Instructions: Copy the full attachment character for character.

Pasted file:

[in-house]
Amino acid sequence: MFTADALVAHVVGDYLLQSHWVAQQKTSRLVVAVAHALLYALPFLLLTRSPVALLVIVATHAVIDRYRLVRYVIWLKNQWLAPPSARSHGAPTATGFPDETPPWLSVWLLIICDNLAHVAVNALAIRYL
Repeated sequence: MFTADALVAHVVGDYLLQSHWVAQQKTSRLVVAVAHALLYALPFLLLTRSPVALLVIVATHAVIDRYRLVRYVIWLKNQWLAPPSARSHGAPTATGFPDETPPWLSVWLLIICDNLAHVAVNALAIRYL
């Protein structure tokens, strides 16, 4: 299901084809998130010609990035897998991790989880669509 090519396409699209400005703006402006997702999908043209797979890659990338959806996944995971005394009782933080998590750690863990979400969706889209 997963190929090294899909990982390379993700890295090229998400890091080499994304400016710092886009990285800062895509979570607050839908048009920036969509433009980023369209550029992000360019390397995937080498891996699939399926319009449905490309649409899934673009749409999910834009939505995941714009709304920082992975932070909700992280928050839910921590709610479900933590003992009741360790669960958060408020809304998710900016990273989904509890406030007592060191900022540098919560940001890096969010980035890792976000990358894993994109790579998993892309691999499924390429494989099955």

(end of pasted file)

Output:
[in-house]
Amino acid sequence: MFTADALVAHVVGDYLLQSHWVAQQKTSRLVVAVAHALLYALPFLLLTRSPVALLVIVATHAVIDRYRLVRYVIWLKNQWLAPPSARSHGAPTATGFPDETPPWLSVWLLIICDNLAHVAVNALAIRYL
Repeated sequence: MFTADALVAHVVGDYLLQSHWVAQQKTSRLVVAVAHALLYALPFLLLTRSPVALLVIVATHAVIDRYRLVRYVIWLKNQWLAPPSARSHGAPTATGFPDETPPWLSVWLLIICDNLAHVAVNALAIRYL
């Protein structure tokens, strides 16, 4: 299901084809998130010609990035897998991790989880669509 090519396409699209400005703006402006997702999908043209797979890659990338959806996944995971005394009782933080998590750690863990979400969706889209 997963190929090294899909990982390379993700890295090229998400890091080499994304400016710092886009990285800062895509979570607050839908048009920036969509433009980023369209550029992000360019390397995937080498891996699939399926319009449905490309649409899934673009749409999910834009939505995941714009709304920082992975932070909700992280928050839910921590709610479900933590003992009741360790669960958060408020809304998710900016990273989904509890406030007592060191900022540098919560940001890096969010980035890792976000990358894993994109790579998993892309691999499924390429494989099955």